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Jeff Riffell in UW News: Mosquitoes are drawn to flowers as much as people — and now scientists know why

Thursday, January 23, 2020 - 09:00 to Thursday, April 23, 2020 - 09:00
An Aedes mosquito with pollen sacs on its eyes feeding from Platanthera flowers

Without their keen sense of smell, mosquitoes wouldn’t get very far. They rely on this sense to find a host to bite and spots to lay eggs.

And without that sense of smell, mosquitoes could not locate their dominant source of food: nectar from flowers.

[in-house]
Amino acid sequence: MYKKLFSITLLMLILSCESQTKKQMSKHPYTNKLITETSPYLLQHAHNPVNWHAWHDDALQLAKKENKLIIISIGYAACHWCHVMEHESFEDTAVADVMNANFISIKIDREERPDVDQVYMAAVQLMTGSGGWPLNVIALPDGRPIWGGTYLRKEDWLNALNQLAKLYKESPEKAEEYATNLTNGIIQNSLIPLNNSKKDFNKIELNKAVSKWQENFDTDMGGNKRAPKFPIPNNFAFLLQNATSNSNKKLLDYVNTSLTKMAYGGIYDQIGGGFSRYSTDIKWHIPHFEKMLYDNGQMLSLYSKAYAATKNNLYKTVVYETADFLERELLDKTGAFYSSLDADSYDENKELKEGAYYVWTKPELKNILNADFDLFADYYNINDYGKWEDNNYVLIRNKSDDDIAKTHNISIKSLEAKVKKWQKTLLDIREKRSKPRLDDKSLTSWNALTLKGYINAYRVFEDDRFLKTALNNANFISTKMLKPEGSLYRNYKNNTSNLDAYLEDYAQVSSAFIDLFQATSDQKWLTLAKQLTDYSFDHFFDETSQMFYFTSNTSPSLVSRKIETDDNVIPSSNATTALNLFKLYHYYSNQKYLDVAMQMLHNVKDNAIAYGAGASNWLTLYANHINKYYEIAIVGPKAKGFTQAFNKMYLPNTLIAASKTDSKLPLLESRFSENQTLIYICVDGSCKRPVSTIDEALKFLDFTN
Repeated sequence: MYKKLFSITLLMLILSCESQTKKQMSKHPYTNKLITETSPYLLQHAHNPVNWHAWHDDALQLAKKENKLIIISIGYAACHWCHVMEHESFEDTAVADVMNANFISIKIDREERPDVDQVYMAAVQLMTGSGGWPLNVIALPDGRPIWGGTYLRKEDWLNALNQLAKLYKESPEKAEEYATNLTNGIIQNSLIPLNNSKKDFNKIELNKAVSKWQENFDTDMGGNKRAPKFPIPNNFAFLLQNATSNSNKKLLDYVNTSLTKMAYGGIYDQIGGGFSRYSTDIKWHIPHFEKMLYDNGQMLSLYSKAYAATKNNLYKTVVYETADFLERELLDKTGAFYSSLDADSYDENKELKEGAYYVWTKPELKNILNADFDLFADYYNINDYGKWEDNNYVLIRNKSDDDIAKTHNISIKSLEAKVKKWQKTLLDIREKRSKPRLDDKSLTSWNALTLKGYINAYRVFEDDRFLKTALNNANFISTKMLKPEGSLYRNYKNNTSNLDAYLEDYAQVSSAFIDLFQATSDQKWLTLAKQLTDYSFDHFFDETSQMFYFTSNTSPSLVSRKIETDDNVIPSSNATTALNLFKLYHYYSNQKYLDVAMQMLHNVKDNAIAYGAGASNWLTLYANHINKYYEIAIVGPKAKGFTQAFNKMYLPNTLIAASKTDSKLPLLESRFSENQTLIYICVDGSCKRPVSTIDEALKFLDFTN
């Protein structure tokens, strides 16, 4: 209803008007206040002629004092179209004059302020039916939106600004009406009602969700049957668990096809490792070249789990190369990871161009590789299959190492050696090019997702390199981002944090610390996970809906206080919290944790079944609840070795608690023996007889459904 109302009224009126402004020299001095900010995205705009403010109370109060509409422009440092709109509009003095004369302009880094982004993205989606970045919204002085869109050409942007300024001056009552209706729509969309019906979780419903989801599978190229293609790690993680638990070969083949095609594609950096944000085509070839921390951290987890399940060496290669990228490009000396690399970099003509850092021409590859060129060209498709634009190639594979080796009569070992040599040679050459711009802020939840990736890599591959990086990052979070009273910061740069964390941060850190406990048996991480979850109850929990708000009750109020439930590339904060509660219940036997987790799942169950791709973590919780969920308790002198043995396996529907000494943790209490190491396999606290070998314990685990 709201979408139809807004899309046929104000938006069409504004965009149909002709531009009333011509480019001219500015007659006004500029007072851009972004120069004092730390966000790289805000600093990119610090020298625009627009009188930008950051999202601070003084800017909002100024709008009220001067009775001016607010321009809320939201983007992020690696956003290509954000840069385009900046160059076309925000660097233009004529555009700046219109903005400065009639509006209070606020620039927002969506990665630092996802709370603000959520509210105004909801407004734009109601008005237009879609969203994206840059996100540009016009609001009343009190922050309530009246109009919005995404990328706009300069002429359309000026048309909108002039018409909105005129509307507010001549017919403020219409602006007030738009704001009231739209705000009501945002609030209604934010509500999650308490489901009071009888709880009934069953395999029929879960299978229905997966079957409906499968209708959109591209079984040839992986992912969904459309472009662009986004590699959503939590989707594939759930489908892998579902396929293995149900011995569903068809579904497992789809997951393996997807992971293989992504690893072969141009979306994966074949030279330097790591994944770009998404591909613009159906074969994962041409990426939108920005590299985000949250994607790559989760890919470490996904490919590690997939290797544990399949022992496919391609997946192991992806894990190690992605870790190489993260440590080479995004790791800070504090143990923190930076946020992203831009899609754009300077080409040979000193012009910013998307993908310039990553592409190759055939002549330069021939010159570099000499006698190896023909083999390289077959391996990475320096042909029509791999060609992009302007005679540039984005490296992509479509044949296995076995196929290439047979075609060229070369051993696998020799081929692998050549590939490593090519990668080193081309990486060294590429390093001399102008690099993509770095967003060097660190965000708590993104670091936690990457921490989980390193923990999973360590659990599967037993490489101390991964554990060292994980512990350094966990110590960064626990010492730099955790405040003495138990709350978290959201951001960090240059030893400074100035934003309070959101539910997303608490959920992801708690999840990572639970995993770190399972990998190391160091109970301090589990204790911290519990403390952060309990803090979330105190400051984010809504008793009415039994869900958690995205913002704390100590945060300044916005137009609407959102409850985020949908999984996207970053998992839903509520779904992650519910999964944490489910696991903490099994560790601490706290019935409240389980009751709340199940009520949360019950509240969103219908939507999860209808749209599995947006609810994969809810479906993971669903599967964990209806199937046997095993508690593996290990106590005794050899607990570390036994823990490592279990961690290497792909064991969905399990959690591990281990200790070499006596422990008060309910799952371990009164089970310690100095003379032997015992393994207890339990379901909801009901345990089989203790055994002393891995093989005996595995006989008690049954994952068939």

“Nectar is an important source of food for all mosquitoes,” said Jeffrey Riffell, a professor of biology at the University of Washington. “For male mosquitoes, nectar is their only food source, and female mosquitoes feed on nectar for all but a few days of their lives.”

Yet scientists know little about the scents that draw mosquitoes toward certain flowers, or repel them from others. This information could help develop less toxic and better repellents, more effective traps and understand how the mosquito brain responds to sensory information — including the cues that, on occasion, lead a female mosquito to bite one of us.

Read the whole article on UW News.

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